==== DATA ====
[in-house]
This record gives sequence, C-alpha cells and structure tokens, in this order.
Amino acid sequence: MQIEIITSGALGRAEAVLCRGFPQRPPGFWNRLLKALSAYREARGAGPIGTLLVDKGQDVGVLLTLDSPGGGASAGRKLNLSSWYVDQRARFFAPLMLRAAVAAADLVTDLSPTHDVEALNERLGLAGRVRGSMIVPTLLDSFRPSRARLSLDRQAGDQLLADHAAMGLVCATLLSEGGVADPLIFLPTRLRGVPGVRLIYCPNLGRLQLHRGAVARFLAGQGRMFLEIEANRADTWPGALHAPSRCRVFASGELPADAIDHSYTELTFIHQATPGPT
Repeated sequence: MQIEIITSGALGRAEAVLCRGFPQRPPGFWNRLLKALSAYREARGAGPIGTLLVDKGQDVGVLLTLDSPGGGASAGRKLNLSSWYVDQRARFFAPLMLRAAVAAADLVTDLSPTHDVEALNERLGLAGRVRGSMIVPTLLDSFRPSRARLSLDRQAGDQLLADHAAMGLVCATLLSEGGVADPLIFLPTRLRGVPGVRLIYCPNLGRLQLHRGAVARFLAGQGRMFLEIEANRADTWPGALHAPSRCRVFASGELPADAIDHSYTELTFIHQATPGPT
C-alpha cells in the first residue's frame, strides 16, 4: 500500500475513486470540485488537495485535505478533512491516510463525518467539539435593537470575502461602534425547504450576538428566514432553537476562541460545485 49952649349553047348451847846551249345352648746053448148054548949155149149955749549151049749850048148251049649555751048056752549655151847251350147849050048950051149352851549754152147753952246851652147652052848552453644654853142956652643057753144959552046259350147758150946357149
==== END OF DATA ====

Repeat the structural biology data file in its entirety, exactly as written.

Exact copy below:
[in-house]
This record gives sequence, C-alpha cells and structure tokens, in this order.
Amino acid sequence: MQIEIITSGALGRAEAVLCRGFPQRPPGFWNRLLKALSAYREARGAGPIGTLLVDKGQDVGVLLTLDSPGGGASAGRKLNLSSWYVDQRARFFAPLMLRAAVAAADLVTDLSPTHDVEALNERLGLAGRVRGSMIVPTLLDSFRPSRARLSLDRQAGDQLLADHAAMGLVCATLLSEGGVADPLIFLPTRLRGVPGVRLIYCPNLGRLQLHRGAVARFLAGQGRMFLEIEANRADTWPGALHAPSRCRVFASGELPADAIDHSYTELTFIHQATPGPT
Repeated sequence: MQIEIITSGALGRAEAVLCRGFPQRPPGFWNRLLKALSAYREARGAGPIGTLLVDKGQDVGVLLTLDSPGGGASAGRKLNLSSWYVDQRARFFAPLMLRAAVAAADLVTDLSPTHDVEALNERLGLAGRVRGSMIVPTLLDSFRPSRARLSLDRQAGDQLLADHAAMGLVCATLLSEGGVADPLIFLPTRLRGVPGVRLIYCPNLGRLQLHRGAVARFLAGQGRMFLEIEANRADTWPGALHAPSRCRVFASGELPADAIDHSYTELTFIHQATPGPT
C-alpha cells in the first residue's frame, strides 16, 4: 500500500475513486470540485488537495485535505478533512491516510463525518467539539435593537470575502461602534425547504450576538428566514432553537476562541460545485 49952649349553047348451847846551249345352648746053448148054548949155149149955749549151049749850048148251049649555751048056752549655151847251350147849050048950051149352851549754152147753952246851652147652052848552453644654853142956652643057753144959552046259350147758150946357149